Because fluoridation chemicals are a byproduct of the phosphate fertilizer industry, in addition to fluoride, fluoridation chemicals contain a number of toxic contaminants. Fluoridation chemical certification deals only with average concentrations per contaminant. “However...each raw additive batch supplied to water facilities does not come labeled with concentrations per contaminant. This omission distorts exposure profiles and the risks associated with accidents and routine use.” (Mullenix 2014).

Before dentist Bill Osmunson studied the science on water fluoridation for himself, he promoted fluoridation for over 25 years. Now Dr. Osmunson says, “Dental caries can be treated, but medical disorders such as lower IQ are not treatable. Would you rather lower IQ or risk of half a dental filling?” 

For over 60 years Healdsburg has fluoridated its municipal water without addressing the issue of safety. 

Even someone who believes fluoridation reduces tooth decay has a right to full information, to know and weigh promised benefits against documented risks. What medical professional would not want to know? 

To sign the initiative or to help gather signatures to qualify the initiative for the November 2016 ballot, or for answers to any questions, please call campaign coordinator Jeannie Rudd: 707-542-1723.


“The City of Healdsburg shall institute a moratorium on all municipal water fluoridation until such time as the manufacturer supplying the fluoridating chemical provides to the public 1) an accurate list of all contaminants and their amounts accompanying each batch sold to the City of Healdsburg, 2) a detailed toxicological report on the fluoridating chemical, and 3) a written statement verifying the chemical’s safety for ingestion by all water consumers, once introduced into the water supply.“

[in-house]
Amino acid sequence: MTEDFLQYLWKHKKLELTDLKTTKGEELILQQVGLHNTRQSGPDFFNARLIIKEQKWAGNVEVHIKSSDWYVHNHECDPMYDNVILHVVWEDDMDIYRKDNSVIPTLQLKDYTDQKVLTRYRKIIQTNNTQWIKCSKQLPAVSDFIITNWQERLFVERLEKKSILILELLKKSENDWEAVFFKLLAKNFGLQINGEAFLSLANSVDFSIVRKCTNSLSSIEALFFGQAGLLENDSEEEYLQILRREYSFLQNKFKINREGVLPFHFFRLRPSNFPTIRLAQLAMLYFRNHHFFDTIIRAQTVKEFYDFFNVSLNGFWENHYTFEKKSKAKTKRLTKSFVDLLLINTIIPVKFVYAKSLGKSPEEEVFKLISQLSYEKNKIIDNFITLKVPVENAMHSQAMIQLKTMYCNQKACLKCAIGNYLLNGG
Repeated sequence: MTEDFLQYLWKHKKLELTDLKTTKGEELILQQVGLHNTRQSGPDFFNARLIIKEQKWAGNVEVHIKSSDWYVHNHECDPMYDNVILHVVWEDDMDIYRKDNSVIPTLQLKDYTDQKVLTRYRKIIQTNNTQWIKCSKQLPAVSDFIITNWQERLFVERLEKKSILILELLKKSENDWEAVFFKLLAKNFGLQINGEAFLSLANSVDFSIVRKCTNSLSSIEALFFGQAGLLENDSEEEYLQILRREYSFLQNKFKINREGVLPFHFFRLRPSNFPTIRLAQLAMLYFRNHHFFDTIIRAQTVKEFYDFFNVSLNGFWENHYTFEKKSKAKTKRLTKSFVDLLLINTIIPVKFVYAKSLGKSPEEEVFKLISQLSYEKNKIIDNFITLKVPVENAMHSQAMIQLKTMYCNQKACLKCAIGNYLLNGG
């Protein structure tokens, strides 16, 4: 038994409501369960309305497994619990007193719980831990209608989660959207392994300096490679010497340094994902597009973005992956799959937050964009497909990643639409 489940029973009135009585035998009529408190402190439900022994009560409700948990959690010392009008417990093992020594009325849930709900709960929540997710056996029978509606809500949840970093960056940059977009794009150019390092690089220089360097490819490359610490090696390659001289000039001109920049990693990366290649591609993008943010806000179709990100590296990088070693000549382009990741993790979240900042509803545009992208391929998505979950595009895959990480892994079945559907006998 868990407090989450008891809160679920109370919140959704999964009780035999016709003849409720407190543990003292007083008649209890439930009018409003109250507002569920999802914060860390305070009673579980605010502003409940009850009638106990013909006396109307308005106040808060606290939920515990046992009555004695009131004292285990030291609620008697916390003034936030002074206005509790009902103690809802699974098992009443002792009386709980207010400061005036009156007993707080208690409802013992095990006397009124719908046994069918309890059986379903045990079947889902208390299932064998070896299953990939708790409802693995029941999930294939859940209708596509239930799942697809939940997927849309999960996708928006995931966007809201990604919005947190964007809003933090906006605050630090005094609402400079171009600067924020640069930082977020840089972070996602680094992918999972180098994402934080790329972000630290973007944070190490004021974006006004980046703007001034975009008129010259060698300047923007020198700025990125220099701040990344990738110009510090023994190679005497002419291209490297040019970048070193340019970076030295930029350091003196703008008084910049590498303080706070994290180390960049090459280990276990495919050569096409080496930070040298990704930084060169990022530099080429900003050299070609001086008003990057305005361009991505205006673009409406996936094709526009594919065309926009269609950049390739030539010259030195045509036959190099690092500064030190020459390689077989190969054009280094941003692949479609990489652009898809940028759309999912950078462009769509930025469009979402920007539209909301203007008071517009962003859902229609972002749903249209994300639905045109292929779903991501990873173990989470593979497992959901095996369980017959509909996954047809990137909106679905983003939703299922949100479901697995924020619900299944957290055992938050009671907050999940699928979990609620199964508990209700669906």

Reference: Healdsburg Water Fluoridation Moratorium Initiative

1. Notice of Intent to Circulate Petition, and Healdsburg City Attorney’s Title and Summary, were published in The Healdsburg Tribune (11/19/2015).

Notes and References: Background

2. Healdsburg Mayor Jim Wood, DDS, is quoted on the City Council’s decision to remain non-responsive to fluoridation opponents’ requests for information or action. “Council steps back on fluoride debate” by Kerrie Lindecker Tribune Editor. The Healdsburg Tribune (7/23/2014)

3. Some Healdsburg dentists supporting fluoridation in 2014 included:

Healdsburg Mayor Jim Wood, DDS, is quoted on his support for fluoridation in  “Council steps back on fluoride debate” by Kerrie Lindecker Tribune Editor. The Healdsburg Tribune (7/23/2014).

William Conklin, DDS, wrote “Healthy Teeth.” Healdsburg Letters to the Editor. The Healdsburg Tribune (7/24/14).

Sean Widick, DDS. Dr. Widick, assisted by ADA national fluoridation spokesman Professor Howard Pollick, spoke for Proposition P at the League of Women Voters forum. “League of Women Voters sponsor Ballot Measure P discussion.“ Clean Water Sonoma-Marin. (9/30/2014).

Dr. Widick is quoted in “Both sides of fluoride debate baring teeth” by Jenna Polito. The Healdsburg Tribune (10/8/2014). 

Local pro-fluoridation dentists are listed in an ad funded by the California Dental Association:

“Local dentists, physicians, nurses and dental hygienists stand united behind Measure P!...Paid for by Yes on P – Save Our Smiles, sponsored and funded by the California Dental Association.” Full page full color ad in The Healdsburg Tribune (10/30/2014)

4. Some dentists have looked at the evidence on both sides and changed their minds, for example:

“Interview with Bill Osmunson, DDS, MPH.” Dr. Osmunson explains why he stopped supporting water fluoridation after having been an active fluoridation advocate for over 25 years. Clean Water Sonoma-Marin (9/20/2014).

Hardy Limeback, DDS, PhD, Bsc, former Head of Preventive Dentistry at the University of Toronto, a professor with a PhD in Biochemistry, and a practicing dentist, and in 2006, Dr. Limeback was one of the 12 scientists who served on the National Academy of Sciences panel that issued “Fluoride in Drinking Water: A Scientific Review of the EPA’s Standards (NRC 2006). Clean Water Sonoma-Marin.